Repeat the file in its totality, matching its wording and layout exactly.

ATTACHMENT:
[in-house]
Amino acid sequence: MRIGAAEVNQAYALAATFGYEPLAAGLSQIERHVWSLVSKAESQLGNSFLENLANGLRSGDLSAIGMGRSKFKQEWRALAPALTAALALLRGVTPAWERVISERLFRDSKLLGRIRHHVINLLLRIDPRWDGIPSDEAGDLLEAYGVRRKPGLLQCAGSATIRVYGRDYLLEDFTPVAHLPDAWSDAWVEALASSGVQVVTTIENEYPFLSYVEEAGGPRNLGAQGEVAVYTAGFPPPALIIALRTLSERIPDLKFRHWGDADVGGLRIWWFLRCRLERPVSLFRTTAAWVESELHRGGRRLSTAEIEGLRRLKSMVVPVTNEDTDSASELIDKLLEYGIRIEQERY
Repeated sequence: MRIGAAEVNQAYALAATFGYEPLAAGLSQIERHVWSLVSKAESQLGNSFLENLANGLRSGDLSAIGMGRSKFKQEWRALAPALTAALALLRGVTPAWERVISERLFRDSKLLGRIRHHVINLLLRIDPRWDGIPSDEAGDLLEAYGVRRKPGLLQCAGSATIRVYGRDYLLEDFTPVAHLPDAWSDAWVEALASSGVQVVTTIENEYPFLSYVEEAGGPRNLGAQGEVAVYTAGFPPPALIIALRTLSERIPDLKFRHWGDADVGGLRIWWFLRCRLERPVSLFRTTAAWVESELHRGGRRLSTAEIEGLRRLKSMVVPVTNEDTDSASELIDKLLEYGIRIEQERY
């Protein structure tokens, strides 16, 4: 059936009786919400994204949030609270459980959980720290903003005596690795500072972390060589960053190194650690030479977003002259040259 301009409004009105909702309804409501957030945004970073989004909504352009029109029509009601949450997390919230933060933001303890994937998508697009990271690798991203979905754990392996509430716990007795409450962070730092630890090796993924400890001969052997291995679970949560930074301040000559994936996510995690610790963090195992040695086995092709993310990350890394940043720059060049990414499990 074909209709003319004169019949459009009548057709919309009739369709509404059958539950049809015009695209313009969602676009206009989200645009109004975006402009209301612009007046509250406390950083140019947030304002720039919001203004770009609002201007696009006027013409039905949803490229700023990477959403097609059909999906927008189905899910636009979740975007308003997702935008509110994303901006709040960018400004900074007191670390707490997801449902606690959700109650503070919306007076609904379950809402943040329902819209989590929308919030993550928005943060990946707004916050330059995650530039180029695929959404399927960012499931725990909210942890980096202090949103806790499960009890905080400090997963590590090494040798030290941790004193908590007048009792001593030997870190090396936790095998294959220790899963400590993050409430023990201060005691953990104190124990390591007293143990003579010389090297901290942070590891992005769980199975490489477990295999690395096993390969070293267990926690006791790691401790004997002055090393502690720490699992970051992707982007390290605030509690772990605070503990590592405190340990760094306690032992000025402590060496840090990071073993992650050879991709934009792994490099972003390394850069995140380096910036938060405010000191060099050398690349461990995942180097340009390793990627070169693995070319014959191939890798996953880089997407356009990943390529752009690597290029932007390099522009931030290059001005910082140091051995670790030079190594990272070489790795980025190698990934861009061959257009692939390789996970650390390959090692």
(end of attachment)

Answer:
[in-house]
Amino acid sequence: MRIGAAEVNQAYALAATFGYEPLAAGLSQIERHVWSLVSKAESQLGNSFLENLANGLRSGDLSAIGMGRSKFKQEWRALAPALTAALALLRGVTPAWERVISERLFRDSKLLGRIRHHVINLLLRIDPRWDGIPSDEAGDLLEAYGVRRKPGLLQCAGSATIRVYGRDYLLEDFTPVAHLPDAWSDAWVEALASSGVQVVTTIENEYPFLSYVEEAGGPRNLGAQGEVAVYTAGFPPPALIIALRTLSERIPDLKFRHWGDADVGGLRIWWFLRCRLERPVSLFRTTAAWVESELHRGGRRLSTAEIEGLRRLKSMVVPVTNEDTDSASELIDKLLEYGIRIEQERY
Repeated sequence: MRIGAAEVNQAYALAATFGYEPLAAGLSQIERHVWSLVSKAESQLGNSFLENLANGLRSGDLSAIGMGRSKFKQEWRALAPALTAALALLRGVTPAWERVISERLFRDSKLLGRIRHHVINLLLRIDPRWDGIPSDEAGDLLEAYGVRRKPGLLQCAGSATIRVYGRDYLLEDFTPVAHLPDAWSDAWVEALASSGVQVVTTIENEYPFLSYVEEAGGPRNLGAQGEVAVYTAGFPPPALIIALRTLSERIPDLKFRHWGDADVGGLRIWWFLRCRLERPVSLFRTTAAWVESELHRGGRRLSTAEIEGLRRLKSMVVPVTNEDTDSASELIDKLLEYGIRIEQERY
């Protein structure tokens, strides 16, 4: 059936009786919400994204949030609270459980959980720290903003005596690795500072972390060589960053190194650690030479977003002259040259 301009409004009105909702309804409501957030945004970073989004909504352009029109029509009601949450997390919230933060933001303890994937998508697009990271690798991203979905754990392996509430716990007795409450962070730092630890090796993924400890001969052997291995679970949560930074301040000559994936996510995690610790963090195992040695086995092709993310990350890394940043720059060049990414499990 074909209709003319004169019949459009009548057709919309009739369709509404059958539950049809015009695209313009969602676009206009989200645009109004975006402009209301612009007046509250406390950083140019947030304002720039919001203004770009609002201007696009006027013409039905949803490229700023990477959403097609059909999906927008189905899910636009979740975007308003997702935008509110994303901006709040960018400004900074007191670390707490997801449902606690959700109650503070919306007076609904379950809402943040329902819209989590929308919030993550928005943060990946707004916050330059995650530039180029695929959404399927960012499931725990909210942890980096202090949103806790499960009890905080400090997963590590090494040798030290941790004193908590007048009792001593030997870190090396936790095998294959220790899963400590993050409430023990201060005691953990104190124990390591007293143990003579010389090297901290942070590891992005769980199975490489477990295999690395096993390969070293267990926690006791790691401790004997002055090393502690720490699992970051992707982007390290605030509690772990605070503990590592405190340990760094306690032992000025402590060496840090990071073993992650050879991709934009792994490099972003390394850069995140380096910036938060405010000191060099050398690349461990995942180097340009390793990627070169693995070319014959191939890798996953880089997407356009990943390529752009690597290029932007390099522009931030290059001005910082140091051995670790030079190594990272070489790795980025190698990934861009061959257009692939390789996970650390390959090692």